Song of the Day #4,487: ‘Hay un amigo en mi’ – Gipsy Kings

Continuing my countdown of every Pixar movie…

#1. Toy Story 3 (2010)
(up one spot from previous ranking)

I’ve written about this film twice on the blog already, once when it first came out and again earlier this year, as part of my countdown of favorite films of the 2010s (it was #9).

I’m providing links to both of those posts above and won’t bother repeating all of my points here.

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Song of the Day #4,218: ‘We Belong Together’ – Randy Newman

Best Movies of the 2010s
#9 – Toy Story 3 (2010)

Yesterday’s film was the most recent on this list, and today’s is the oldest. Toy Story 3 just made the decade cut, premiering in 2010.

2019 provided a nice opportunity to revisit it, given the release of the fourth film in the series. The popular consensus on Toy Story 4 (before anyone saw it) was that it was entirely unnecessary because Toy Story 3 was such a perfect ending for these characters. TS4 ended up being pretty darn great in its own right, managing to find new metaphors to mine for humor and pathos, but it still paled in comparison to this masterpiece.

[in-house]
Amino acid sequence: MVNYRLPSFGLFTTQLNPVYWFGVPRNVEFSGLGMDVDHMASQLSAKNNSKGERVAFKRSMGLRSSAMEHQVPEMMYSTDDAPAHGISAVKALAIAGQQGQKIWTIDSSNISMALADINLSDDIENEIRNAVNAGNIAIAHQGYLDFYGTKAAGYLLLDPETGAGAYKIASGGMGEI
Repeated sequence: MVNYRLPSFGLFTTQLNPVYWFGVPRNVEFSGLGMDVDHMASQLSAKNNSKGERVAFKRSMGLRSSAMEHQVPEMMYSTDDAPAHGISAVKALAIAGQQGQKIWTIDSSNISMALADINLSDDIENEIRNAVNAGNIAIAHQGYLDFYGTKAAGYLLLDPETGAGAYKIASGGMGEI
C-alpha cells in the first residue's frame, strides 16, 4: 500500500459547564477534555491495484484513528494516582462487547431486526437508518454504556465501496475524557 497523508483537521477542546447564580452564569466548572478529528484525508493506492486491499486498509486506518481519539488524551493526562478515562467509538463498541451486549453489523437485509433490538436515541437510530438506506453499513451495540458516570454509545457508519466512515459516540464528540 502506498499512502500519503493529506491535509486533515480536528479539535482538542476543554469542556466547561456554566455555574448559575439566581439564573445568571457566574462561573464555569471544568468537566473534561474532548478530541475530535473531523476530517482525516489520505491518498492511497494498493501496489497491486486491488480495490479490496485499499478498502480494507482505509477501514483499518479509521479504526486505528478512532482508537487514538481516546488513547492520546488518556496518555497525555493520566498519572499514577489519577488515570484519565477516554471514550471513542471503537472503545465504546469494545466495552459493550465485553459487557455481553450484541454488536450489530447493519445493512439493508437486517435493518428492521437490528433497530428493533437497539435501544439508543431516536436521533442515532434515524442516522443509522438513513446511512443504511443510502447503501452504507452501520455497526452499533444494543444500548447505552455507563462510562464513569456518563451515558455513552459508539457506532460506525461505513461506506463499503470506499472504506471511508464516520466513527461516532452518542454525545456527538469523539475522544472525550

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Toy Story 3

This weekend was a great one to be a movie fan. I saw the funniest movie of the year, the most exciting action film of the year and the sweetest, most touching piece of filmmaking of the year. And I did it all in the course of the 103 minute running time of Toy Story 3.

It’s become a cliche to sing the praises of Pixar year after year, as they clear hurdle after hurdle, extending the longest winning streak in Hollywood. Can they make transcendent entertainment out of a rat who can cook? A trash compacting robot? A man who lifts his house with balloons? Yes, they can, again and again.

And now this. How many third films in series not intended as trilogies have ever been any good? I can’t think of even one. Sequels to sequels are always cash grabs conceived not as artistic statements but as a way to beef up a studio’s portfolio. Can a third film about toys that talk really be creatively necessary, poignant and profound?

Yes, it can, again and again.

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